Oil Heat ... Efficient!
Heating and hot water system efficiency is a measure of the amount of usable heat
extracted from the potential energy of the fuel. For example, if your heating system is
evaluated at 85% efficiency, it means that 85 cents of every dollar spent for heat and hot
water are consumed within the home. The balance is exhausted through your chimney or flue
Thus, the combination of high efficiency and minimal exhaust of emissions are desirable
traits for a home heating fuel. Oil-fired equipment has always provided these features for
both heat and hot water.
There are may ways to compare heating system efficiency. The most widely accepted measure
is the U.S. Dept. of Energys Annual Fuel Utilization Efficiency (AFUE).
Using this benchmark,
Oil-heat gets excellent ratings. Annual Fuel Utilization Efficiencies of new oil equipment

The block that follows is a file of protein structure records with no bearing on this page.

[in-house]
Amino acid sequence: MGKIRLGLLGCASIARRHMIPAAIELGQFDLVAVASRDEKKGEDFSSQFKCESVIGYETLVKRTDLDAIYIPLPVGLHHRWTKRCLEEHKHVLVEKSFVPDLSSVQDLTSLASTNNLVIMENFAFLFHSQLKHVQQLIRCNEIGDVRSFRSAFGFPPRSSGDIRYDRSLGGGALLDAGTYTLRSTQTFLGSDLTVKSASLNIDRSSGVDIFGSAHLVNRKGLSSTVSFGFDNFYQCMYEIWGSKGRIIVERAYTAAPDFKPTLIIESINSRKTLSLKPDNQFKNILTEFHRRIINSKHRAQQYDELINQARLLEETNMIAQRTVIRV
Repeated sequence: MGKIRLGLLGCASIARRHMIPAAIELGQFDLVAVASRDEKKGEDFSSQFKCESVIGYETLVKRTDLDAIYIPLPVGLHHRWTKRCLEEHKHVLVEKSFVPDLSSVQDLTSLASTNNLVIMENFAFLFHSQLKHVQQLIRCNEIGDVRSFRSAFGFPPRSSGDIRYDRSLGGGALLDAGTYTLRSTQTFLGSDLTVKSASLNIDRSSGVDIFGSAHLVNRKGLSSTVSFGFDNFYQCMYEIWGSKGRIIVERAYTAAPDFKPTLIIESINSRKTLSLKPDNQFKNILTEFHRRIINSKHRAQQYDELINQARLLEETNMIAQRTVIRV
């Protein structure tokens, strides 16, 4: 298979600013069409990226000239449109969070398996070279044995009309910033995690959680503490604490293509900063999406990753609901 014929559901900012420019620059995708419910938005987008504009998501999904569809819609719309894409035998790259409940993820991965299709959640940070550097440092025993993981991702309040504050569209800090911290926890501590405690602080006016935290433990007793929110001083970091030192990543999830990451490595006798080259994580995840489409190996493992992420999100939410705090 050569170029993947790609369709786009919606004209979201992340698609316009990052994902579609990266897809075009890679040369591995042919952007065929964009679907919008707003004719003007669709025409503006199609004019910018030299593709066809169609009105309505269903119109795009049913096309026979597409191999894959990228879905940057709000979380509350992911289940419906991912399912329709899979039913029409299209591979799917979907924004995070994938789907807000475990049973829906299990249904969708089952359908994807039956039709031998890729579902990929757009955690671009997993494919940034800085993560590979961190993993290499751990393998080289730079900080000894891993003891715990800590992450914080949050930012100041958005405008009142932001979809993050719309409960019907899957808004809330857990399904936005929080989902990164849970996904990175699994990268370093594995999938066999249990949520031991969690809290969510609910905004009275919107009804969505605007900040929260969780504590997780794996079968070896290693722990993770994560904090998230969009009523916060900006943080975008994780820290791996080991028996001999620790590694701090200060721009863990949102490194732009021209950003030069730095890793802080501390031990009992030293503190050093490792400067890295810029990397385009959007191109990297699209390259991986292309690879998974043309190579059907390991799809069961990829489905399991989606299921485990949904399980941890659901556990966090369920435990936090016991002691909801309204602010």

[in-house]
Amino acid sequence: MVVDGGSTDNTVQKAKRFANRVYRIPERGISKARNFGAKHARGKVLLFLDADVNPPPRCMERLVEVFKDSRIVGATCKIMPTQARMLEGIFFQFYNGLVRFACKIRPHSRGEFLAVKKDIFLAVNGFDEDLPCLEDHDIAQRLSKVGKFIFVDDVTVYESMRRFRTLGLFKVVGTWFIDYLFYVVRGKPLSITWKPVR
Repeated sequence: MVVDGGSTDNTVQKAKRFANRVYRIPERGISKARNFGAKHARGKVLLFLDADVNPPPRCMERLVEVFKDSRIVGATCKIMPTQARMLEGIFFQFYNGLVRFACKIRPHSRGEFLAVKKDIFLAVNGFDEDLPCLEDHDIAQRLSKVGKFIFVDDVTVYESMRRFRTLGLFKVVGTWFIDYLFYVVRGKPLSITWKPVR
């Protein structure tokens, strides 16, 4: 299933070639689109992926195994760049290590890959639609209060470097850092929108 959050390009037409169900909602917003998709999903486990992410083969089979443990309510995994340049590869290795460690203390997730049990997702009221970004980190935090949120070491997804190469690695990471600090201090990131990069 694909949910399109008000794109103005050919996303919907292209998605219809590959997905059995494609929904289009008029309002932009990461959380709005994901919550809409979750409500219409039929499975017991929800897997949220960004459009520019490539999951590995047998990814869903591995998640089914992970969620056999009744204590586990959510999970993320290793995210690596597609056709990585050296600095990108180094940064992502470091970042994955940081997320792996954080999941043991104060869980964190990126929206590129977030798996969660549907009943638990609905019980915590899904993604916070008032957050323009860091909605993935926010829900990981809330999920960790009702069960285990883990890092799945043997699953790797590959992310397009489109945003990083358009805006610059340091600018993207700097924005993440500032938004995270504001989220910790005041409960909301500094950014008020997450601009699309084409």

range from 83% to 94%.
The average gas unit sold has an AFUE in the low 80s, while ratings on individual
gas units vary from 78% to 95%. While the high end efficiency of some natural gas systems
may look attractive, they exhibit higher water vapor in the exhaust than an
system- which can be corrosive to the heating unit.
Electric resistance heat has between 27% and 31% AFUE; air to air heat pumps between 51%
and 62%; and geothermal heat pumps 76% to 82% AFUE. Electric heat is inefficient because
nearly two-thirds of the heat value of the fuel is lost in the generation and
transmission. With Oil
heat, you create usable heating energy right at your house and